A HAMPSHIRE MP who campaigned against wasteful public spending billed taxpayers more than £12,000 for the cost of maintaining and furnishing his second home.

Fareham MP Mark Hoban, who sought to attack “excessive” Whitehall spending on fine wine, first class rail travel, flowers and pot plants, claimed for dozens of household items under his Parliamentary expenses over a four-year period.

His claims, published by the Commons authorities, included almost £2,000 for “midsummer glow” carpets, £1,715 for a dining table, chair, bookshelf and chest, £1,700 for a boiler, £1,600 for curtains, £749 for a TV, £650 for decorating, £478 for a washing machine, £294 for a coffee table and lamp table, £249 for a vacuum cleaner and £199 for a music centre.

The shadow Treasury minister also successfully claimed £190 for a fridge, £100 for a chrome shower rack, £80 for four silk red cushion covers, £45 for a shower curtain, £40 for an iron, £35 for a toilet roll holder, £20 for two velvet cream cushions and £18 for a toilet brush.

Details of several other claims – together worth hundreds of pounds – were blanked out by the Commons authorities.

The MP’s claims for home furnishings and maintenance for his London flat between 2004/5 and 2007/8 came to about £12,300.

The Fees Office judged all of Mr Hoban’s claims to be within the rules of the additional costs allowance (ACA), designed to enable MPs to keep a second home while carrying out their duties.

His total claims under the ACA, which also included monthly payments of up to £892 for mortgage interest, about £100 for cleaning and regular claims for food, utilities and council tax, amounted to £82,662 over the four-year period.

The publication of Mr Hoban’s expenses follows a series of attacks by the MP on Government for wasting taxpayers’ money.

Last year, after he revealed that Whitehall departments were spending tens of thousands of pounds on pot plants, he told the Daily Echo they should “think about the amount they are spending so they can be confident they can justify to the taxpayers they are spending it well. People want to know money is being spent wisely.”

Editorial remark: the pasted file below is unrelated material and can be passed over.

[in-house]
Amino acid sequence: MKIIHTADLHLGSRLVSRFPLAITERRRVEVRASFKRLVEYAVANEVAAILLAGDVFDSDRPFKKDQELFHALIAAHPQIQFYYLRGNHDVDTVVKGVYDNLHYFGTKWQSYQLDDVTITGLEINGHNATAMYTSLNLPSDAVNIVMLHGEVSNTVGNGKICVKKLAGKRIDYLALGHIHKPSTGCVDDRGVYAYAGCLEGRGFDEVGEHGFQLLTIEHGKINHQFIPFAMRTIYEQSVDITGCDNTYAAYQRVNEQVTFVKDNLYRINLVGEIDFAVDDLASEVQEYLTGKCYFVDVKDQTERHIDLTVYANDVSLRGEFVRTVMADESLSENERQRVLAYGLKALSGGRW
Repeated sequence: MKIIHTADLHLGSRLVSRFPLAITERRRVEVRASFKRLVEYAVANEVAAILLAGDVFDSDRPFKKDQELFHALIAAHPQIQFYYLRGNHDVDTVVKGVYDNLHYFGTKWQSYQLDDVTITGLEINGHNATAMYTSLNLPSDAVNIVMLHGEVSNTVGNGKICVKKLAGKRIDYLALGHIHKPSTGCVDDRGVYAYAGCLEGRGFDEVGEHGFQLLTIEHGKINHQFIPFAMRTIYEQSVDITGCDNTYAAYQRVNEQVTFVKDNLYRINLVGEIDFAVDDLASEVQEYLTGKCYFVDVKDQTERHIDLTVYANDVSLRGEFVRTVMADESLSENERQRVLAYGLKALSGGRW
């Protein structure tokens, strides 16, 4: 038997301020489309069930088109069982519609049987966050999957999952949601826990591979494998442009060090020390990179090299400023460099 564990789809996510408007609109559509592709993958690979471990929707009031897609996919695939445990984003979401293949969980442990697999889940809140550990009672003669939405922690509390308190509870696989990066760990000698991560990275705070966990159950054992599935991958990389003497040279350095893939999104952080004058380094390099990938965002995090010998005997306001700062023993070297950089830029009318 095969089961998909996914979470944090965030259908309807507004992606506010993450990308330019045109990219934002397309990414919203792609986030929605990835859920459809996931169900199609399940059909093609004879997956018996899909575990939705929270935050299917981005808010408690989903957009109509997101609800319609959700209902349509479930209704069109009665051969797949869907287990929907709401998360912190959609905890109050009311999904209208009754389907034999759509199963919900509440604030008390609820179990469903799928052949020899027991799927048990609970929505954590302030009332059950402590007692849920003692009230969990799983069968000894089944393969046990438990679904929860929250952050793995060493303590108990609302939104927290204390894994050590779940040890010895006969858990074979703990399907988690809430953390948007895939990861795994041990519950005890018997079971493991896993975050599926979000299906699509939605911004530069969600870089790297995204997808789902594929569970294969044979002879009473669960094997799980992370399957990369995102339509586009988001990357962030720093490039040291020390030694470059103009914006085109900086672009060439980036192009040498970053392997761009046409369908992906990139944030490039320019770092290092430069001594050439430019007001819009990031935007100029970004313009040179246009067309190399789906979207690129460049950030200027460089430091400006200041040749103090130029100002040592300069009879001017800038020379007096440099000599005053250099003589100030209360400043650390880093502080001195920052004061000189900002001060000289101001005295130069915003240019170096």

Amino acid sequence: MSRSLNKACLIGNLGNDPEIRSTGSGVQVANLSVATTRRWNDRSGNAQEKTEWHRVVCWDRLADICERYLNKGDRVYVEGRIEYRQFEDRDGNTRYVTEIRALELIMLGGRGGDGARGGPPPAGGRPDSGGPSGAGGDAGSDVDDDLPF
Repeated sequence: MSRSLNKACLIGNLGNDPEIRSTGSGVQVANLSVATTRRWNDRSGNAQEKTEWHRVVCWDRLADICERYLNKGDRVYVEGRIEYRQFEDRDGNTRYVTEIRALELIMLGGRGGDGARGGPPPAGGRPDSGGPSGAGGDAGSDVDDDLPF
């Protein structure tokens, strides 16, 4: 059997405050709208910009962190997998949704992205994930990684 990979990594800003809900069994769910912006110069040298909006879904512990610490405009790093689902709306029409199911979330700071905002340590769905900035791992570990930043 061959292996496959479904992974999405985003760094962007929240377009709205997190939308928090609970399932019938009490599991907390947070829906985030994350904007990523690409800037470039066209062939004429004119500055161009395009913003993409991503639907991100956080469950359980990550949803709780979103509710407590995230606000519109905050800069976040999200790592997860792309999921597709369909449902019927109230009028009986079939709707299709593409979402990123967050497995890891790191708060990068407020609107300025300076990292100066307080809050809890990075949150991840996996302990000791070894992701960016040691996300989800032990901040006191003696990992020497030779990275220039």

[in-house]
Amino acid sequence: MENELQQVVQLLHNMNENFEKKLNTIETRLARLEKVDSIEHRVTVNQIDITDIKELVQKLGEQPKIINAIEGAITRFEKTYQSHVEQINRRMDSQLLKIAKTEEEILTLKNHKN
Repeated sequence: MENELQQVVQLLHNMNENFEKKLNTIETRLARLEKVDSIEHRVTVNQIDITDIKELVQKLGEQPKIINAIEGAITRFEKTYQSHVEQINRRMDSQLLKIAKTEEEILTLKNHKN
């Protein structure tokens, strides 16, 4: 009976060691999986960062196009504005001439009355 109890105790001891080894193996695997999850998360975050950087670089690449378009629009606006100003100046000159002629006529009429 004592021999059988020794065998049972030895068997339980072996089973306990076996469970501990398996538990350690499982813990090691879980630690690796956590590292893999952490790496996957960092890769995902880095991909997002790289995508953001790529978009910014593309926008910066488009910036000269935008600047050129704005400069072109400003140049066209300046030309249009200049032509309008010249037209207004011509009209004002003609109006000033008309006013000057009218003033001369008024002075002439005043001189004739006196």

Mr Hoban, whose main home is in Locks Heath, said: “I believed the claims I made were reasonable and within the spirit of the rules. I have submitted my ACA claims for review by the Scrutiny Committee set up by (Tory leader) David Cameron.

“It is absolutely right for the rules to be tightened up so we have a system that has public confidence but also enables MPs to cover reasonable costs of having to work in two places.”

Mr Hoban also claimed, in 2007/8, a total of £8,786 under his communications allowance, including £2,937 for computer and website work.

His incidental expenses and constituency office costs, which totalled £73,731 between 2004/5 and 2007/8, included £175 for pictures for his website, £20 for a book entitled How Parliament Works and an £8 taxi ride to the Globe Theatre.

There were also annual claims for up to £3,877 to cover the cost of research provided by the Conservative-linked Parliamentary Resources Unit, and up to £4,129 for office rent paid to Fareham Conservative Association.

He also claimed £170 for a fax machine, £255 for a digital camera, £129 for a memory stick and, in 2006, £4,000 for services provided by an intern from the Catholic Trust for England and Wales.